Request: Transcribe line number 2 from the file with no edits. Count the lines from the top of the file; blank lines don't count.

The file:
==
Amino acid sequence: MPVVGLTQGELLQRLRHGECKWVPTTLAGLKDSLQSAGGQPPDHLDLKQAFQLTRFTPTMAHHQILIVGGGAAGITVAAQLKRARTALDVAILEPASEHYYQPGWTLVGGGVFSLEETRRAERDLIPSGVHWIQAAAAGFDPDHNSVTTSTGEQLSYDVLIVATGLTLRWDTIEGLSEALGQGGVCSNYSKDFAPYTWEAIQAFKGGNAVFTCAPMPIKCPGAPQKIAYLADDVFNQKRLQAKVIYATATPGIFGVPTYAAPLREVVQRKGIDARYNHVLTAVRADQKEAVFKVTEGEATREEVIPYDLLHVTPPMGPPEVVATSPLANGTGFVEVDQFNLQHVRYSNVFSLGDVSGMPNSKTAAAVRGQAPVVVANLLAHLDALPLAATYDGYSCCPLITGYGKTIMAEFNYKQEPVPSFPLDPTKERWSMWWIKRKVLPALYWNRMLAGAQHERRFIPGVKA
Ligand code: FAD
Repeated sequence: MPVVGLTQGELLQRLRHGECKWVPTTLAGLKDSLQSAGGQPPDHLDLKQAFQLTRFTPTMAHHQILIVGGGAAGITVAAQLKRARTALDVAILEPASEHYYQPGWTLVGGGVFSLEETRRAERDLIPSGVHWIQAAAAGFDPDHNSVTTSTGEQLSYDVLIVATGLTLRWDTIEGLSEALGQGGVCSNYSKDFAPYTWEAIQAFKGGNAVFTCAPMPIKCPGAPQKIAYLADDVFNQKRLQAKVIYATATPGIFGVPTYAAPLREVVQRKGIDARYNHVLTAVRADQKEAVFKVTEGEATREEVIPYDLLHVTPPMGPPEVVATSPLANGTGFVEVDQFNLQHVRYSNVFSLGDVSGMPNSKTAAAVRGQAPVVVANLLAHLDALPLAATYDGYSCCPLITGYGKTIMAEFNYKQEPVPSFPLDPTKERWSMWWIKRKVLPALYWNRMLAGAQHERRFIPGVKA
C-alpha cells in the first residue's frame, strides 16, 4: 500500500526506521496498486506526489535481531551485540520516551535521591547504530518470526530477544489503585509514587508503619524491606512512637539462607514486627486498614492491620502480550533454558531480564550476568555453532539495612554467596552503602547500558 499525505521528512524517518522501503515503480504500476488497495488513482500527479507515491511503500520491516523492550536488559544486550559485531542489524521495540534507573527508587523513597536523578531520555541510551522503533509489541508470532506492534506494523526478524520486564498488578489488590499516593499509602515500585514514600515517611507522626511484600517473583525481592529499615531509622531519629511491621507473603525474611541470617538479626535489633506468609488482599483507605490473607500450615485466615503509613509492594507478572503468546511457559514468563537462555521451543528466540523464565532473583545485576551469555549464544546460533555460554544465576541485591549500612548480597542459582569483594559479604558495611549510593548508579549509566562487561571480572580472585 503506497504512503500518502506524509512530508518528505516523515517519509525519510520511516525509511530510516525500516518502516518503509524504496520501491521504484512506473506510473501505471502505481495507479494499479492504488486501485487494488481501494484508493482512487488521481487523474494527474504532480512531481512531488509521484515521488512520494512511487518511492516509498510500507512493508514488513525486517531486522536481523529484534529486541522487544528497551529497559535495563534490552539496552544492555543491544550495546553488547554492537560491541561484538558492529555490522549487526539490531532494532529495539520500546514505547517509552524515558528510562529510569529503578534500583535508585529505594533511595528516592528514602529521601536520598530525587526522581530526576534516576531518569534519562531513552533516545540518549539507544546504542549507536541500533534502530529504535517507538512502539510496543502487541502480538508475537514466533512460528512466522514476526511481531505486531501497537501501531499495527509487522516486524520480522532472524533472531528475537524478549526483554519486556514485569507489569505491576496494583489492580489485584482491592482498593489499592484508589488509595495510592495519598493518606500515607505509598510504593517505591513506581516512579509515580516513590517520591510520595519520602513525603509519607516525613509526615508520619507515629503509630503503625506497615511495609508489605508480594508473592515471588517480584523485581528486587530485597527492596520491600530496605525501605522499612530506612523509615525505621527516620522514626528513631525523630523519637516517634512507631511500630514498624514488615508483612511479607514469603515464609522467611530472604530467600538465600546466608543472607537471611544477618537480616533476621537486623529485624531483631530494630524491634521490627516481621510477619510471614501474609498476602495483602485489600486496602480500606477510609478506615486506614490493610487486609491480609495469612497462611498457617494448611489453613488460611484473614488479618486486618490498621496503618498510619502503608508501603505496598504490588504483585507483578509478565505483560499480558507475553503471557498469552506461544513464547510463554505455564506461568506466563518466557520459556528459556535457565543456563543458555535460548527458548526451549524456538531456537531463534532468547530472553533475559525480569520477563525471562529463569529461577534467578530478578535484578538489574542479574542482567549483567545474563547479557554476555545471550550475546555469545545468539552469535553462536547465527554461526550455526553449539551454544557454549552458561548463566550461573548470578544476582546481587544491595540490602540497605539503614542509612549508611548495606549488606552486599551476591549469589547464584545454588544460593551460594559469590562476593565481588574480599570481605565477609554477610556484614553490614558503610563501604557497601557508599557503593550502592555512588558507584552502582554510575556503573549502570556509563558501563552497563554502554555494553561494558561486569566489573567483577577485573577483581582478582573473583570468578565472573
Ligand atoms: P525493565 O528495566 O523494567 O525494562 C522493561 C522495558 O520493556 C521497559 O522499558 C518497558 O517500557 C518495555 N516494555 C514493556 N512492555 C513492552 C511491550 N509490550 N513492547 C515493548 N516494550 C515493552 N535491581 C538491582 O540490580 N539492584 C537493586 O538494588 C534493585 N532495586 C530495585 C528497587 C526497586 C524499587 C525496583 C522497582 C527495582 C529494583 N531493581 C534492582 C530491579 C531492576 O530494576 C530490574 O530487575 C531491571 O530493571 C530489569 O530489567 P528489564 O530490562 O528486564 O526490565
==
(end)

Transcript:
Ligand code: FAD